BACKGROUND:

The East Los Angeles Skills Center, established in 1966, provides vocational and academic training and job placement for low income, economically disadvantaged individuals.


RESOURCES:


* ROC (Regional Occupational Center), Adult Division, Los Angeles Unified School District, State of California
* JTPA: City of Los Angeles, County of Los Angeles, Hub Cities Consortium
* AEWC (Alternative Education Work Center), Adult Division, Los Angeles Unified School District, State of California


TARGET POPULATION:


Low income, economically disadvantaged youth and adults. Displaced workers, gang members, at risk youth, unemployment insurance recipients, welfare recipients, teen parents, ex-offenders, homeless.


SERVICES PROVIDED:


* Vocational/Academic Training
* High School Classes/Diploma/GED
* Specialized Job Preparation Classes
* Vocational Counseling
* Gang Prevention Program
* Job Placement
* Vocational and Academic Assessment


COMMUNITY LINKAGE PROVIDED AT SKILLS CENTER:


* El Centro Mental Health
* Los Angeles County Probation Department
* Employment Development Department
* Trade Advisory Councils
* Community Advisory Council
* Esperanza Project
* Big Brothers of America


Philosophy


The East Los Angeles Skills Center provides a unique curricular program which coordinates academic and vocational training. Instruction is designed to improve the student's academic or basic skills competence while simultaneously preparing the student for job specific employment.


The Center is dedicated to promoting personal development, technical skills and economic opportunity in the diverse community it serves. Partnerships with educational, business and community based organizations are intended to support the overall program in enabling the student to realize his/her potential as a productive and contributing member of society.



Mission Statement


We are an adult vocational school that provides short-term skills training and job placement enhanced by appropriate academic, personal, and community support programs.



Major Goals


* Improve business and industry awareness of the Skills Center mission.
* Enhance student employability through the improvement of the curriculum.
* Secure additional ftinding for the Center through networking with government and private sector.
* gang prevention and intervention services. Most of our community partners have staff at our school. They include:


El Centro Mental Health
Los Angeles County Probation Department
California Employment Development Department
Esperanza Project
Big Brothers of America
El Jardin de Ninos Children's Center
Salvation Army
Business industry Representative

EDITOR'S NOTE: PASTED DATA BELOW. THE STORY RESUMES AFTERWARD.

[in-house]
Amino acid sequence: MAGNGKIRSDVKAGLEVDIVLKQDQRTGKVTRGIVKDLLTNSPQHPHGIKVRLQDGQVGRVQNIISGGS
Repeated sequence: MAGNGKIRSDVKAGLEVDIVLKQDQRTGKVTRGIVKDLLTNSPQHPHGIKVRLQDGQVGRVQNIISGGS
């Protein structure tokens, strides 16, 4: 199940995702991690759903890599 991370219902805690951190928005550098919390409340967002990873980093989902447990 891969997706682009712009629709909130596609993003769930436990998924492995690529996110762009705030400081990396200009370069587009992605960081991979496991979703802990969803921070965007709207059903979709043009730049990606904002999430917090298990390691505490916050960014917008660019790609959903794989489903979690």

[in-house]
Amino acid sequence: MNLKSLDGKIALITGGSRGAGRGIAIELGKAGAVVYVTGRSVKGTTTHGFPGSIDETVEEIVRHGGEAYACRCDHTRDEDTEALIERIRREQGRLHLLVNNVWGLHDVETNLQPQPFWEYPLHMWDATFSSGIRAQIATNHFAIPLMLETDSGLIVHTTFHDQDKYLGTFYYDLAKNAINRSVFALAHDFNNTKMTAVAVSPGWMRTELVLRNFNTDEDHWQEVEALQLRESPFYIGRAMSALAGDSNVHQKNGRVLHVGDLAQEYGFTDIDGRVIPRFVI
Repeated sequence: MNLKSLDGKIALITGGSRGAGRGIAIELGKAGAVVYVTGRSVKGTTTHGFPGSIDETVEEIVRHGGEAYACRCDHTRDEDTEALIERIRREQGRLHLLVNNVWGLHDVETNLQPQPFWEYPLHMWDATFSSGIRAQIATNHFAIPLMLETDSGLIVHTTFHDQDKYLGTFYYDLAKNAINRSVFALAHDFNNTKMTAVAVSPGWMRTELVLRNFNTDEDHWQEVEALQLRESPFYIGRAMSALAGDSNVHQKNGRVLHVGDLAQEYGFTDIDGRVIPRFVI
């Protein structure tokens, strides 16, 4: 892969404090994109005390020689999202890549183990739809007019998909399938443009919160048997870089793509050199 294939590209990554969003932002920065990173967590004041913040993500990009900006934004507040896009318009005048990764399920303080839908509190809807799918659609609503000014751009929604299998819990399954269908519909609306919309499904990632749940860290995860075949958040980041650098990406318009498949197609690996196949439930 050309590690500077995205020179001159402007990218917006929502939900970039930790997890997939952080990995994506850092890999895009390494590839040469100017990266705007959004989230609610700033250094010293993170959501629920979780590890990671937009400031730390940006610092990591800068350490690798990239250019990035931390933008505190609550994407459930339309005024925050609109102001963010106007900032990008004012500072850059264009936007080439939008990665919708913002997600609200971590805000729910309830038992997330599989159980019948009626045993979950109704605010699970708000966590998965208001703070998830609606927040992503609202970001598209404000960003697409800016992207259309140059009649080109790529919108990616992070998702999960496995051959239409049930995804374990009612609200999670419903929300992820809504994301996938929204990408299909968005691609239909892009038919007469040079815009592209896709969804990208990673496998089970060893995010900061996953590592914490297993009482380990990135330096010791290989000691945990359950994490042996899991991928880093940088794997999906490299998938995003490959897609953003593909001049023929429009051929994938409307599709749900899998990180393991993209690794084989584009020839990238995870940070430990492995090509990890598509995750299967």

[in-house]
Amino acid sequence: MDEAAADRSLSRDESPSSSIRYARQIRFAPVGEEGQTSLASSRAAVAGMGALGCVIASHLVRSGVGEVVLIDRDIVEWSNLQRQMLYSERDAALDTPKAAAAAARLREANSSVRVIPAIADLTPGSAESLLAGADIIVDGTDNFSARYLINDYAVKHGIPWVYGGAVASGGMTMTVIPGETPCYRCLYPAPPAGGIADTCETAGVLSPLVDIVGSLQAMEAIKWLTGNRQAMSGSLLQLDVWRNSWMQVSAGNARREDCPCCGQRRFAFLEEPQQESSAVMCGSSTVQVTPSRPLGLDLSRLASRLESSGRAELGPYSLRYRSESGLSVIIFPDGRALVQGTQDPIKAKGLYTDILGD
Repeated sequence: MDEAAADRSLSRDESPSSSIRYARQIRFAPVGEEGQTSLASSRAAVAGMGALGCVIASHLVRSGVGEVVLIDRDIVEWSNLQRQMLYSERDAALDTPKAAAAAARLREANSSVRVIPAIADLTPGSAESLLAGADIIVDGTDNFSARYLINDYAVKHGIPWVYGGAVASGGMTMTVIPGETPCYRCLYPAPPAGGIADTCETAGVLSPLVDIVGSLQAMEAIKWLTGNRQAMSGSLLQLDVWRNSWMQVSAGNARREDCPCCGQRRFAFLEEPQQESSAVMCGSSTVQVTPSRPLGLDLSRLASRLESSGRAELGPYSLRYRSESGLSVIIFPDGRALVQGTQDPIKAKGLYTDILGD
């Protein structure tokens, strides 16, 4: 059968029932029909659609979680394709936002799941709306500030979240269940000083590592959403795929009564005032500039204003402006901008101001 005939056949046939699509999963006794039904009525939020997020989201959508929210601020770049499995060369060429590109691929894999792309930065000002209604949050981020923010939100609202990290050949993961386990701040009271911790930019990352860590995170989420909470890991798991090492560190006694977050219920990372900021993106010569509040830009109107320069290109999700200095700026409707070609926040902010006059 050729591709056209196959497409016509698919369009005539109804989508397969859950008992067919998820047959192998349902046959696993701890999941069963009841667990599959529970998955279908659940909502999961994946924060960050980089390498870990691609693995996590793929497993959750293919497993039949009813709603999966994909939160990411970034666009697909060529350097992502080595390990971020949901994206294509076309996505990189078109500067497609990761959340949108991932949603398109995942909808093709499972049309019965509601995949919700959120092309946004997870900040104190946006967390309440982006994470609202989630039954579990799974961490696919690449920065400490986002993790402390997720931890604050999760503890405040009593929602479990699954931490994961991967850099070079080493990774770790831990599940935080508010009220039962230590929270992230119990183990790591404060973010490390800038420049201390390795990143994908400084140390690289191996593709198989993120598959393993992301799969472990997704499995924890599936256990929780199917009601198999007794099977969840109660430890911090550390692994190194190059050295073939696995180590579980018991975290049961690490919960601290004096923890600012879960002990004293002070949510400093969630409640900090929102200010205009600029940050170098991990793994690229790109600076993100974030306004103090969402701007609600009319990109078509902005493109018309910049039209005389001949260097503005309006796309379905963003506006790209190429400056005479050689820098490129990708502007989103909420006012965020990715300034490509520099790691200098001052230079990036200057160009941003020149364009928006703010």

Los Angeles County Department of Public Social Services
Community Advisory Council

* Corporate support for our students and programs. Active trade advisory councils are in place for each of our programs. This support has allowed us to stay in contact with local employers to continuously update course content, and equip classes with modern technology. Several industries have flinded entire classes, including the instructor's salary. Others have purchased entire learning labs for our students. Some provide part-time work for our students during training. Close contact with business has allowed us to diversity over the years to meet the changing needs of the work force. At present, we have a particular emphasis on advanced electronics, construction inspection, and the entertainment industry.



* A dedicated staff. East Los Angeles Skills Center staff members are closely tied to the students, their needs and the community. Consequently, our staff makes school much more accessible for students.




SCHOOL DESCRIPTION


The East Los Angeles Skills Center offers a unique curricular program in the coordination of both academic study and employment training. This is designed to improve the student's academic or basic skills, particularly in language arts and mathematics, while simultaneously preparing the student with a job specific skill. The Skills Center is dedicated to providing the community with employment preparation that meets industry standards and reflects the latest technology. This quality training program coupled with a close relationship to the local business community has resulted in a consistently outstanding job placement rate.


Along with vocational and academic instruction the students are offered on site community resources including social, Probation and Employment Development services, as well as, marital, family, psychological and substance abuse counseling.